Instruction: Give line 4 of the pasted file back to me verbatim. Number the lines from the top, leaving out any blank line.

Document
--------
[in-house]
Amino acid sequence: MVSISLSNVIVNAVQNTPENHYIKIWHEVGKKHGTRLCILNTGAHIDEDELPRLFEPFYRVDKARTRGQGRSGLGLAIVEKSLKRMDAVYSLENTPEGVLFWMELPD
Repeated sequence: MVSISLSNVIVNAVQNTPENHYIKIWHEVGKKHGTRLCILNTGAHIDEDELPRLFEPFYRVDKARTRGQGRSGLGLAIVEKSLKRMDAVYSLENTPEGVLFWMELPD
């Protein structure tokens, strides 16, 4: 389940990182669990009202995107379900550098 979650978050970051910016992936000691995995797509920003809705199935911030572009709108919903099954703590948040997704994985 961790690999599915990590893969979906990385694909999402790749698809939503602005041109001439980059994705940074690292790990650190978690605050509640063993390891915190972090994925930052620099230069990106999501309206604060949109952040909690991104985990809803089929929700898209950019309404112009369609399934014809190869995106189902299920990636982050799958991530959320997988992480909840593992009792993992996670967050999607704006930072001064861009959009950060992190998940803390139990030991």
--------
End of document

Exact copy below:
């Protein structure tokens, strides 16, 4: 389940990182669990009202995107379900550098 979650978050970051910016992936000691995995797509920003809705199935911030572009709108919903099954703590948040997704994985 961790690999599915990590893969979906990385694909999402790749698809939503602005041109001439980059994705940074690292790990650190978690605050509640063993390891915190972090994925930052620099230069990106999501309206604060949109952040909690991104985990809803089929929700898209950019309404112009369609399934014809190869995106189902299920990636982050799958991530959320997988992480909840593992009792993992996670967050999607704006930072001064861009959009950060992190998940803390139990030991």